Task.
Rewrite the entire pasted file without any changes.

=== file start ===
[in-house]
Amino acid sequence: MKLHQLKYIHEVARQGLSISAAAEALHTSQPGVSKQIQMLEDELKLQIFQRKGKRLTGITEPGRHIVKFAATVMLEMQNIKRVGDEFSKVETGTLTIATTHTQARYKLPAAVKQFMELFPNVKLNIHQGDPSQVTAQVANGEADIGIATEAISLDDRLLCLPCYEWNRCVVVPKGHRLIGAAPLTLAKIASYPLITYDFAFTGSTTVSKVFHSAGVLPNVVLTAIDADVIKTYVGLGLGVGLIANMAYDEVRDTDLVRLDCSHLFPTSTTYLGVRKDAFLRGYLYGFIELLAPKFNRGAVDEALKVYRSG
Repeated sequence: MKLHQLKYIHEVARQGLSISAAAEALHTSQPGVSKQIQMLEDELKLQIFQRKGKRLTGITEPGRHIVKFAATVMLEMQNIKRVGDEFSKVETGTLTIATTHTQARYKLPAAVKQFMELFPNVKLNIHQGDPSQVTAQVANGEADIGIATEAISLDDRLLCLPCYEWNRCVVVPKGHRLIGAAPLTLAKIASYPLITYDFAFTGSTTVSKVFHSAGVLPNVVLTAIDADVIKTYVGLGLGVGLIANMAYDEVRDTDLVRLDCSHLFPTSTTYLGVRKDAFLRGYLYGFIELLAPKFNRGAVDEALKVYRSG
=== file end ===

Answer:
[in-house]
Amino acid sequence: MKLHQLKYIHEVARQGLSISAAAEALHTSQPGVSKQIQMLEDELKLQIFQRKGKRLTGITEPGRHIVKFAATVMLEMQNIKRVGDEFSKVETGTLTIATTHTQARYKLPAAVKQFMELFPNVKLNIHQGDPSQVTAQVANGEADIGIATEAISLDDRLLCLPCYEWNRCVVVPKGHRLIGAAPLTLAKIASYPLITYDFAFTGSTTVSKVFHSAGVLPNVVLTAIDADVIKTYVGLGLGVGLIANMAYDEVRDTDLVRLDCSHLFPTSTTYLGVRKDAFLRGYLYGFIELLAPKFNRGAVDEALKVYRSG
Repeated sequence: MKLHQLKYIHEVARQGLSISAAAEALHTSQPGVSKQIQMLEDELKLQIFQRKGKRLTGITEPGRHIVKFAATVMLEMQNIKRVGDEFSKVETGTLTIATTHTQARYKLPAAVKQFMELFPNVKLNIHQGDPSQVTAQVANGEADIGIATEAISLDDRLLCLPCYEWNRCVVVPKGHRLIGAAPLTLAKIASYPLITYDFAFTGSTTVSKVFHSAGVLPNVVLTAIDADVIKTYVGLGLGVGLIANMAYDEVRDTDLVRLDCSHLFPTSTTYLGVRKDAFLRGYLYGFIELLAPKFNRGAVDEALKVYRSG